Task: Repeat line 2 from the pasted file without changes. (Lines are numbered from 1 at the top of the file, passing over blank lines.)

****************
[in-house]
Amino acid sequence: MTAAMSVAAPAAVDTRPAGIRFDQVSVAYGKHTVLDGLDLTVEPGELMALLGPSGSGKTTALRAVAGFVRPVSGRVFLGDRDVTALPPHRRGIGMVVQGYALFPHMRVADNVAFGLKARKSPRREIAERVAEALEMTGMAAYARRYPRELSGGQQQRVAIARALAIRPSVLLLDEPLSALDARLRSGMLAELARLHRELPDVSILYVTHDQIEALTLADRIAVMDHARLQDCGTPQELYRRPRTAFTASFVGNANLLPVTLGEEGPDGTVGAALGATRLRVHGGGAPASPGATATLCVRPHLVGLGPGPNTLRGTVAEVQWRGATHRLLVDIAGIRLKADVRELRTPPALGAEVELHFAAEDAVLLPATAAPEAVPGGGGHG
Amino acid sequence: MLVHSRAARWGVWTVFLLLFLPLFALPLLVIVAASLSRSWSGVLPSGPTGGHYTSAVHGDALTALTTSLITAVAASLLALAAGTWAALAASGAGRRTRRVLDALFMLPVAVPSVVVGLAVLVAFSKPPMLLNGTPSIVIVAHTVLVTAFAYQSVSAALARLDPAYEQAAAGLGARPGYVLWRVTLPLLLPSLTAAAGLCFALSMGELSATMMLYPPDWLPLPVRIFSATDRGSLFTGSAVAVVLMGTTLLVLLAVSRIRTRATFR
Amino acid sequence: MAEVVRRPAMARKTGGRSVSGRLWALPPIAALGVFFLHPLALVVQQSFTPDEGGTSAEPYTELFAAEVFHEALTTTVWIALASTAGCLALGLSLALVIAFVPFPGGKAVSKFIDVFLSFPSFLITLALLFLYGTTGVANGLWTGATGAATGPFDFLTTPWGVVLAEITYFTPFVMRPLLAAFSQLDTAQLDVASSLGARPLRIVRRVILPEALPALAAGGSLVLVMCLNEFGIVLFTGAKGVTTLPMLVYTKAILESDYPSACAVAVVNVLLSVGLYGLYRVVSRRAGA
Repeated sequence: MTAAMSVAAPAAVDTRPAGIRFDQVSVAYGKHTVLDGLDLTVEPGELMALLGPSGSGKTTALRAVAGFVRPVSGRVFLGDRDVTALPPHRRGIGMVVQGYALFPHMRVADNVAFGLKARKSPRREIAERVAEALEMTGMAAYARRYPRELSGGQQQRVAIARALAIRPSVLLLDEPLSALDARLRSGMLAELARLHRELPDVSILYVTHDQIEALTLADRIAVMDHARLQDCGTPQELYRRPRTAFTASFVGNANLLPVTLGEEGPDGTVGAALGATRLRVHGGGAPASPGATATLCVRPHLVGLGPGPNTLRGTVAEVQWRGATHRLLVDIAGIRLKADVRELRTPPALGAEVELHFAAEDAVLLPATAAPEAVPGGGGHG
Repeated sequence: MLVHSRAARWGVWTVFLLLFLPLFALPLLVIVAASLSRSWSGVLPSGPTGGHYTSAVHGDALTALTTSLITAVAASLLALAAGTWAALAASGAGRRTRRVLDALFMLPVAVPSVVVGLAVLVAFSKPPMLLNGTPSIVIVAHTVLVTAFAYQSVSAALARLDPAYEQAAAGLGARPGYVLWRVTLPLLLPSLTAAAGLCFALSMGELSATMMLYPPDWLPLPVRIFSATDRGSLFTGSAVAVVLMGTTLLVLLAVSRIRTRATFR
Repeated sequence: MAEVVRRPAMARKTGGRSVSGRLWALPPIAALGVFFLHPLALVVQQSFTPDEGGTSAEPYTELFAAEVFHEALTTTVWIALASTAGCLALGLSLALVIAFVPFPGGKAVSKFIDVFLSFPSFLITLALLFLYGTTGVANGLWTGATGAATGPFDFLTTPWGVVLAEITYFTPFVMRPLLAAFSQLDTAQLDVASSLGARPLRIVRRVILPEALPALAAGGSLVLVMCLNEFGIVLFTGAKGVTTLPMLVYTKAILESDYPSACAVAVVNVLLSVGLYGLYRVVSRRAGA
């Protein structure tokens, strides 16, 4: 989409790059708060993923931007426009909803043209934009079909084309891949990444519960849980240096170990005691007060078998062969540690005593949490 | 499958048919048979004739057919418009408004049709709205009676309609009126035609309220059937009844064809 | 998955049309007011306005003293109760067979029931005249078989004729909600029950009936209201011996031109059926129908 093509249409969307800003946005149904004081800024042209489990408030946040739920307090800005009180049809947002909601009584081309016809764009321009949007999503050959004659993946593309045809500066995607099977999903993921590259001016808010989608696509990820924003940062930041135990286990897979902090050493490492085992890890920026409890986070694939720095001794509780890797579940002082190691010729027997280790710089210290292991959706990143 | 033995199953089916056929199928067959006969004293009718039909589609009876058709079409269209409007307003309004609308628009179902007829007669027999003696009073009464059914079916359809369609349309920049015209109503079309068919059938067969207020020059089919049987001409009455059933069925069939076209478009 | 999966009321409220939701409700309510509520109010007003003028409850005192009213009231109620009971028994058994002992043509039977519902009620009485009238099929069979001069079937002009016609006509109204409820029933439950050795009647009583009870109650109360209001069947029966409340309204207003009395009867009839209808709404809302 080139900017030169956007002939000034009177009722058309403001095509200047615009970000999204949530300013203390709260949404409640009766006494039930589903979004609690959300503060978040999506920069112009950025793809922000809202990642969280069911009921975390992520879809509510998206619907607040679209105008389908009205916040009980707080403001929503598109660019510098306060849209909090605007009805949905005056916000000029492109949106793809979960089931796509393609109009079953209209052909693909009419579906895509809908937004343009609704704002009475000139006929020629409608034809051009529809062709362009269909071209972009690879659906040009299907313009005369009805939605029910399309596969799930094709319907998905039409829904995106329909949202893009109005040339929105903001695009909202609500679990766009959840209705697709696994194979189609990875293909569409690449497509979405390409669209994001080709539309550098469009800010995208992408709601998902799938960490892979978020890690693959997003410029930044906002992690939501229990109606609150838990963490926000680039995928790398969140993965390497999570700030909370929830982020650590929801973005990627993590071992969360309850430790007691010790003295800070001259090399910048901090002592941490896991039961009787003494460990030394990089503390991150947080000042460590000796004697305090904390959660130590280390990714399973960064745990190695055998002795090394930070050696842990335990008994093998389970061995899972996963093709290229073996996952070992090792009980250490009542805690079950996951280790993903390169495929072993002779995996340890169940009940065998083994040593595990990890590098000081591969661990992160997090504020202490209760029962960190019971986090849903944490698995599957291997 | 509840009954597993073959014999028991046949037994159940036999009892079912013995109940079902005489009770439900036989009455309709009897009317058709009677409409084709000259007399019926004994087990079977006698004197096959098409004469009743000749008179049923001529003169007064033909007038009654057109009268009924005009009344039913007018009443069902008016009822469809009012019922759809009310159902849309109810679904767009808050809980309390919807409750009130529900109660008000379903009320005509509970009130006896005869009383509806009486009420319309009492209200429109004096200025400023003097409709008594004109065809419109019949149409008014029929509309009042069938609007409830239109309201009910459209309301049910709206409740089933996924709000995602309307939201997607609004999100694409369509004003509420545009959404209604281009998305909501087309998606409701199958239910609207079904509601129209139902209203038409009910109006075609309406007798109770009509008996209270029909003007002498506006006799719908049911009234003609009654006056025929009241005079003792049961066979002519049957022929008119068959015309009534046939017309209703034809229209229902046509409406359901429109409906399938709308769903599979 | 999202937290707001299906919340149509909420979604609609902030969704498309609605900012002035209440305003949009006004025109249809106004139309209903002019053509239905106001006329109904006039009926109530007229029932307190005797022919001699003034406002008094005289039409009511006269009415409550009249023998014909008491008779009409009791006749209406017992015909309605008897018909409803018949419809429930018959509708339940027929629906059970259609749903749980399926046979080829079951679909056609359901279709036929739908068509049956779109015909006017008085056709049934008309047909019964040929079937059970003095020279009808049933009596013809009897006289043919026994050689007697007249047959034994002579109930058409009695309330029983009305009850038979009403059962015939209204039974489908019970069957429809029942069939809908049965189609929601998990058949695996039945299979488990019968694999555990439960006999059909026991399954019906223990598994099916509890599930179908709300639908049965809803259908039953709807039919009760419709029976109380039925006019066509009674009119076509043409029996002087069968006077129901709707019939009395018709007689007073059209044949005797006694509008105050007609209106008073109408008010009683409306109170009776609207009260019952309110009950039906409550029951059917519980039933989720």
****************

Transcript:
Amino acid sequence: MTAAMSVAAPAAVDTRPAGIRFDQVSVAYGKHTVLDGLDLTVEPGELMALLGPSGSGKTTALRAVAGFVRPVSGRVFLGDRDVTALPPHRRGIGMVVQGYALFPHMRVADNVAFGLKARKSPRREIAERVAEALEMTGMAAYARRYPRELSGGQQQRVAIARALAIRPSVLLLDEPLSALDARLRSGMLAELARLHRELPDVSILYVTHDQIEALTLADRIAVMDHARLQDCGTPQELYRRPRTAFTASFVGNANLLPVTLGEEGPDGTVGAALGATRLRVHGGGAPASPGATATLCVRPHLVGLGPGPNTLRGTVAEVQWRGATHRLLVDIAGIRLKADVRELRTPPALGAEVELHFAAEDAVLLPATAAPEAVPGGGGHG